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How to Shoot the Perfect Time Lapse Video

Posted by Ashley Brook on January 7, 2018

Your client: “I would really love some time lapse video of our new headquarters being built.”

You: “Of course!  We’d be happy to help you.”

Did you just cringe a little bit?

Don’t worry, you’re not alone. Time lapse videos can showcase the process of creating something from start to finish. They can also denote the passage of time or serve as a compressed video of a property or facility tour. But in many cases, the client may just say, “Time lapse video is cool. I want some of that in my corporate video.” (Often without knowing what it entails to produce such a video.)  Whether it’s for the cool factor or it truly makes sense in the project, time-lapse video can definitely add value to your finished deliverable if you plan ahead.

What Will Be In Your Time Lapse Video?

As with any shot, the first step in making a time-lapse video is deciding not only what you want to shoot, but also what you want the end product to communicate. Do you want to simply tell a “creation story” of a product, building, or another physical object? Are you trying to emphasize the frenetic pace of people or a process? Or are you simply aiming for aesthetic beauty? And will it be used for fancy b-roll, an opening shot, or an integral aspect of your video script?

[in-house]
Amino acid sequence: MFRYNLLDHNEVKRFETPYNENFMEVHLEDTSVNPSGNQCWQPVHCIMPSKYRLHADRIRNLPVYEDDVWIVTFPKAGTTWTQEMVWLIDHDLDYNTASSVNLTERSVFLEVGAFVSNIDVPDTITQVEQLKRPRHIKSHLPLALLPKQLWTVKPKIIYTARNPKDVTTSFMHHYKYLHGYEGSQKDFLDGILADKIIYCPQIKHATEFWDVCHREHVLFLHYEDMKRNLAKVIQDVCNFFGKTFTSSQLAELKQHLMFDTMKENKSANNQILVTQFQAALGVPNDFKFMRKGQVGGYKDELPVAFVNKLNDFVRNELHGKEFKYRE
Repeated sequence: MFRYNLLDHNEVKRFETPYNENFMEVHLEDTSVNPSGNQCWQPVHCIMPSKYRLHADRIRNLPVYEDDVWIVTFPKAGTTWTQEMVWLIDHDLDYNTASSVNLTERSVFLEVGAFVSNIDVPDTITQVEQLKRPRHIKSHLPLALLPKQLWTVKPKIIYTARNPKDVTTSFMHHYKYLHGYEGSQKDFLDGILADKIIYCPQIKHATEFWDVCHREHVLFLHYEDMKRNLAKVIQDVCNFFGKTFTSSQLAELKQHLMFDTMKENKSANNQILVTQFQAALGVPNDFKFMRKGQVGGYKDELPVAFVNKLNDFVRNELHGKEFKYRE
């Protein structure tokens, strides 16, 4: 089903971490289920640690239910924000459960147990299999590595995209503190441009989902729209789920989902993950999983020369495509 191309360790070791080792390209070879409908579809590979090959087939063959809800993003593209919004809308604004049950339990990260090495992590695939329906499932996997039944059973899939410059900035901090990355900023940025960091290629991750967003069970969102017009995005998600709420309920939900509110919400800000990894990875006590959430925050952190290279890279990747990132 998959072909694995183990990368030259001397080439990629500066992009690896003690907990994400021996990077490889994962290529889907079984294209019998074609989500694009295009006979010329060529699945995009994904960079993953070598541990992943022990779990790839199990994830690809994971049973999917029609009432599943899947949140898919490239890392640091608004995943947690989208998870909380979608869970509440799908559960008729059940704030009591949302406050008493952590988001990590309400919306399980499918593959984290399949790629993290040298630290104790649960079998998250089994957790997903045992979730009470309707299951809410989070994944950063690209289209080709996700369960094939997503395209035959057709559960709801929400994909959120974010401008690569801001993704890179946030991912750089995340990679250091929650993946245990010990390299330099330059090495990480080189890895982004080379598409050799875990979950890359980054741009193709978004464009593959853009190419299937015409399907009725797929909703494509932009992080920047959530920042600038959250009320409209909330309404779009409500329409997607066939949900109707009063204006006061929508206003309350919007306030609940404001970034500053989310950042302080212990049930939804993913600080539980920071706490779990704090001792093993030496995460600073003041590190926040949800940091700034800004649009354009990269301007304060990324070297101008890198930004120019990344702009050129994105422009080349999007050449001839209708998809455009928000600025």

Some of the more common uses for time-lapse video in corporate videos are:

  1. • The setup of a trade show booth or store display
  2. • The construction of a building or large object
  3. • The assembly or application of a product
  4. • A medical procedure
  5. • The movement of people, animals, or vehicles in a particular area
  6. • The creation of a painting, sculpture, or similar work of art
  7. • A sunrise/sunset or the movement of clouds or stars across the sky
  8.  The activity in a city scape or other urban area